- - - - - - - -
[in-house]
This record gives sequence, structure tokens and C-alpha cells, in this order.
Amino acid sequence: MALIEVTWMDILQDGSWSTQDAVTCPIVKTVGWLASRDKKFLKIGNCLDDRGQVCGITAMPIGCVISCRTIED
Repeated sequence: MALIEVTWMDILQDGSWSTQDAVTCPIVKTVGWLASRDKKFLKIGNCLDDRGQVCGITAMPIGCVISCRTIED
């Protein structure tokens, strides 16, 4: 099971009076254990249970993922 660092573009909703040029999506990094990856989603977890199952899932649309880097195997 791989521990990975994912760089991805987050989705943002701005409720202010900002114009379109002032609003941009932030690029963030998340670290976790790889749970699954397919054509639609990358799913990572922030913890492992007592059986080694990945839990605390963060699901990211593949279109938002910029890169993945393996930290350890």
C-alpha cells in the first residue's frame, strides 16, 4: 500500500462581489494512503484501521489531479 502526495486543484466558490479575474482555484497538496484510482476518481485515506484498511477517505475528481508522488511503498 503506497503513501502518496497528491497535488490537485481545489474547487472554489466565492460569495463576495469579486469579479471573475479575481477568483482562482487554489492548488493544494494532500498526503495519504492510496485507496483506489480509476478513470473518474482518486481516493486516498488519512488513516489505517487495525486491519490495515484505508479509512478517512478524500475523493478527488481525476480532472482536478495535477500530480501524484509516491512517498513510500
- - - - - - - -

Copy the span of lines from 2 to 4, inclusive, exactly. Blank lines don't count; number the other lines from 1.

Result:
This record gives sequence, structure tokens and C-alpha cells, in this order.
Amino acid sequence: MALIEVTWMDILQDGSWSTQDAVTCPIVKTVGWLASRDKKFLKIGNCLDDRGQVCGITAMPIGCVISCRTIED
Repeated sequence: MALIEVTWMDILQDGSWSTQDAVTCPIVKTVGWLASRDKKFLKIGNCLDDRGQVCGITAMPIGCVISCRTIED